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Human Skin Fights Pollution

Human Skin Fights Pollution

©istock.com/Manuel Faba Ortega

As a health reporter, I have to follow many studies so I can stay on top of the latest research. The best part of this self-education is reading some of the weird stuff going on in academia. From time to time, I do a column on research about “Silly Science.” Here's another...

Danish researchers report that squalene oil, an antioxidant on human skin, reduces indoor ozone, which is a pollutant that irritates the eyes and mucous membranes.

Humans shed their entire outer layer of skin every two to four weeks. Flakes of skin, which contain squalene, are a major component of dust. 

The researchers examined how squalene from dust in 500 bedrooms affected indoor air pollution. They found that squalene in settled dust reduced ozone levels about 2 to 15 percent.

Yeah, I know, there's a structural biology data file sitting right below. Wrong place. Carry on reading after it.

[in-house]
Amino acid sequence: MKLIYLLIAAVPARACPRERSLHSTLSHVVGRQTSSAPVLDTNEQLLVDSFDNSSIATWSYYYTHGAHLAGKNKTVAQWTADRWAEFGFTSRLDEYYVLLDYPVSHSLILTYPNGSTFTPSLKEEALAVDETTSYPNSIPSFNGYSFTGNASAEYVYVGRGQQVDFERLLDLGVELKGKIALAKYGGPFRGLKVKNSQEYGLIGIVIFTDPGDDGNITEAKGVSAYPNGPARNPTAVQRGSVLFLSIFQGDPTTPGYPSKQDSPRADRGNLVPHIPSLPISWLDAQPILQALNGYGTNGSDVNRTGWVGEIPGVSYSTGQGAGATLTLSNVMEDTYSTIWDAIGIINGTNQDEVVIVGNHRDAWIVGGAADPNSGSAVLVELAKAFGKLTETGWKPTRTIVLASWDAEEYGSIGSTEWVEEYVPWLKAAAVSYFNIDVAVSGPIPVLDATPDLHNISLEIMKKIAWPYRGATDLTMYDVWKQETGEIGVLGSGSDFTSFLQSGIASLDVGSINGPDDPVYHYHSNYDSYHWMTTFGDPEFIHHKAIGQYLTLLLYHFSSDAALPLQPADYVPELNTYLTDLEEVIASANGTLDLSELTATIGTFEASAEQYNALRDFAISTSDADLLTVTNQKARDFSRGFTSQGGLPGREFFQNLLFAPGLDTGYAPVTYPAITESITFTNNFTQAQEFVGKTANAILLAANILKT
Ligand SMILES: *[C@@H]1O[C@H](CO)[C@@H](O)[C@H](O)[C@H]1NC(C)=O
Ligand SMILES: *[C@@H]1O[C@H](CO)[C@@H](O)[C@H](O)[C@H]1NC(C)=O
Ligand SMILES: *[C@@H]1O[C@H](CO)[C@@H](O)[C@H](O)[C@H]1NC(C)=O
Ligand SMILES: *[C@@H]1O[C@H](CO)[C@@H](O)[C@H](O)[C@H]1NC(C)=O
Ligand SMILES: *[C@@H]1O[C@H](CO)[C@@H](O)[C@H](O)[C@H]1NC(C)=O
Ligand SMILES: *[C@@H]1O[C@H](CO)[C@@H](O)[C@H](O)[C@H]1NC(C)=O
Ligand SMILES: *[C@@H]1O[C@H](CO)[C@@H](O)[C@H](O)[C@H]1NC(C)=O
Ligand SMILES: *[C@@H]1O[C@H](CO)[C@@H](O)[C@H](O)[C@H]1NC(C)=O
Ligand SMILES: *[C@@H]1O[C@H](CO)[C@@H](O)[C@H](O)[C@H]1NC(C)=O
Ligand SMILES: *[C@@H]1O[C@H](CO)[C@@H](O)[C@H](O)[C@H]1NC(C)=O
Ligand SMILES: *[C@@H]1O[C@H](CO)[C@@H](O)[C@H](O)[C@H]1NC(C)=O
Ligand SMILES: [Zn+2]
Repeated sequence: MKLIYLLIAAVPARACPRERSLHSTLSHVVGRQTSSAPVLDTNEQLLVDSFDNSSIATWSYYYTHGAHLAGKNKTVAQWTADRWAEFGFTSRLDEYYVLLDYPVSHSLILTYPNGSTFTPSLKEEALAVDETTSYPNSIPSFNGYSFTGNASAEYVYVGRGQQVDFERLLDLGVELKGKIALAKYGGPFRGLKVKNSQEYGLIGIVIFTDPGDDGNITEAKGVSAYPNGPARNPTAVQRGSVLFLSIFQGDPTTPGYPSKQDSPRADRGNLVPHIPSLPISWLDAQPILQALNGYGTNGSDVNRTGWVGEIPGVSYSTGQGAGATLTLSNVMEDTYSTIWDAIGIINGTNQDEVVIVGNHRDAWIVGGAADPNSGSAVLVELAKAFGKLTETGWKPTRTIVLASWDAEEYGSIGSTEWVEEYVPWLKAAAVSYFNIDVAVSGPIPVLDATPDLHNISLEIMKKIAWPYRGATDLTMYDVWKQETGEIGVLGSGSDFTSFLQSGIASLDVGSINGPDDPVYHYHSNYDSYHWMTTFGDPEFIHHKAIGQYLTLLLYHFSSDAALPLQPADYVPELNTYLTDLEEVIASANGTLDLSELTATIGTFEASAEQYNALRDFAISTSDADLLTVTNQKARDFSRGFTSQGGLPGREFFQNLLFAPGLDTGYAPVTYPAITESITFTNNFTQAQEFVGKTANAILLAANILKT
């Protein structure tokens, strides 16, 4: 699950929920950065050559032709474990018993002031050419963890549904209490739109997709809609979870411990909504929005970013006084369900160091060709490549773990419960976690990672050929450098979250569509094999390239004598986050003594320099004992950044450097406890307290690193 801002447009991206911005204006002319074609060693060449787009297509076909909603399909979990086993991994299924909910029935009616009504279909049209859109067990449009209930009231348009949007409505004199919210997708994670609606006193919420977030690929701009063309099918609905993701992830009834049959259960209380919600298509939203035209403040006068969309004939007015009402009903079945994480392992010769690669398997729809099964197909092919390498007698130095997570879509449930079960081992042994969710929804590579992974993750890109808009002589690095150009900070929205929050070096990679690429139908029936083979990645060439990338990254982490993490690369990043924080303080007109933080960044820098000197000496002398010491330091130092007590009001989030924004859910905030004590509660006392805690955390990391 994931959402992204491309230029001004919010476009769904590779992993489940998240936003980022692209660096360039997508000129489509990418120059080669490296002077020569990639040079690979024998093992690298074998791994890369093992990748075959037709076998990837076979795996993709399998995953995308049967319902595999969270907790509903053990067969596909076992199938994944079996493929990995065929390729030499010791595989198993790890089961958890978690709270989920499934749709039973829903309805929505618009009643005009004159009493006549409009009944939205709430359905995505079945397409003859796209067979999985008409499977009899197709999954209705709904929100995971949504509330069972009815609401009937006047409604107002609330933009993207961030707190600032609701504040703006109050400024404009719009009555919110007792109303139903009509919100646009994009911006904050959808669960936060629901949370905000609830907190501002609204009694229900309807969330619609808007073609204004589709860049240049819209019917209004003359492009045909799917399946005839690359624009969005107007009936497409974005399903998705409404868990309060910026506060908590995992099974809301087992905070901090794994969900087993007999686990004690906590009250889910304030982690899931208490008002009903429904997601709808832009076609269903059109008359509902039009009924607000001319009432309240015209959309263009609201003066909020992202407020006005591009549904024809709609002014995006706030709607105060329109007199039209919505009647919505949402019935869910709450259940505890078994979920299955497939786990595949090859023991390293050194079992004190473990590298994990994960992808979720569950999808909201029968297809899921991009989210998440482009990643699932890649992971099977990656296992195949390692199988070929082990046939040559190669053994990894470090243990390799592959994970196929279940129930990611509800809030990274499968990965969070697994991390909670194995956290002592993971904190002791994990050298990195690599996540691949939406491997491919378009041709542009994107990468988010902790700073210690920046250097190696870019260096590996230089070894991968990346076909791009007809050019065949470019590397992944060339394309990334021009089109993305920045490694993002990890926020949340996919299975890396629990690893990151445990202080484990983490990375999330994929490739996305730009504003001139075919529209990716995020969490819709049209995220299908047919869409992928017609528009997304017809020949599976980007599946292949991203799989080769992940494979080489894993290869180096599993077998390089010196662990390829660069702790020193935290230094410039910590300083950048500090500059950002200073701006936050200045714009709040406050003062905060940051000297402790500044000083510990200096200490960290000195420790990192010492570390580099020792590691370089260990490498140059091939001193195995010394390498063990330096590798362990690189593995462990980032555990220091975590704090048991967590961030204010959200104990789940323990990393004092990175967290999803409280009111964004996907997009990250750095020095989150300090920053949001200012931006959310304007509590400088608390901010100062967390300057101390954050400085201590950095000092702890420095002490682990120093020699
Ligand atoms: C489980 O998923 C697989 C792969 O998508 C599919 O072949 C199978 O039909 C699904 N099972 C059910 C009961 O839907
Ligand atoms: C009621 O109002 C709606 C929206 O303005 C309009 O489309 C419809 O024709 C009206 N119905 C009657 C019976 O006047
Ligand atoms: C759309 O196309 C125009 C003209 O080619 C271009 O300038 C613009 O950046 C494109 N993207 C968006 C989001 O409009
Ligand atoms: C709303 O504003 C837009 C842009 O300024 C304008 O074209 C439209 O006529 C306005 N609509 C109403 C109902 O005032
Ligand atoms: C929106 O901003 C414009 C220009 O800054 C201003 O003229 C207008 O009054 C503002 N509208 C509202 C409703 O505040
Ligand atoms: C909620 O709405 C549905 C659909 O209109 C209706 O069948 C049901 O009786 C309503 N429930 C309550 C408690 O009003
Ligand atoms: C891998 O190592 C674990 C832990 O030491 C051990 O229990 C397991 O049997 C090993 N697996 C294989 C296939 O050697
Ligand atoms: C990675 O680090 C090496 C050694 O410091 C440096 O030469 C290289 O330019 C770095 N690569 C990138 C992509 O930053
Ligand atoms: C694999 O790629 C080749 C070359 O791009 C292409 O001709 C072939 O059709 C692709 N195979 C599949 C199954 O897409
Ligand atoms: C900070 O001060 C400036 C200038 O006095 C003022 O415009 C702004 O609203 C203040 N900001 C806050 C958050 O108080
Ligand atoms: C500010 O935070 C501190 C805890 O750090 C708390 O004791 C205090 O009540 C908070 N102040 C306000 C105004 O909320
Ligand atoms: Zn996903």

Previous studies also revealed that squalene from human skin helped lower levels of ozone from the air in airplane cabins. More than half of the ozone removal measured in a simulated aircraft cabin was attributed to ozone reacting with skin, hair and clothing of passengers.

Fred Cicetti

Fred Cicetti is a freelance writer who specializes in health. He has been writing professionally since 1963. 

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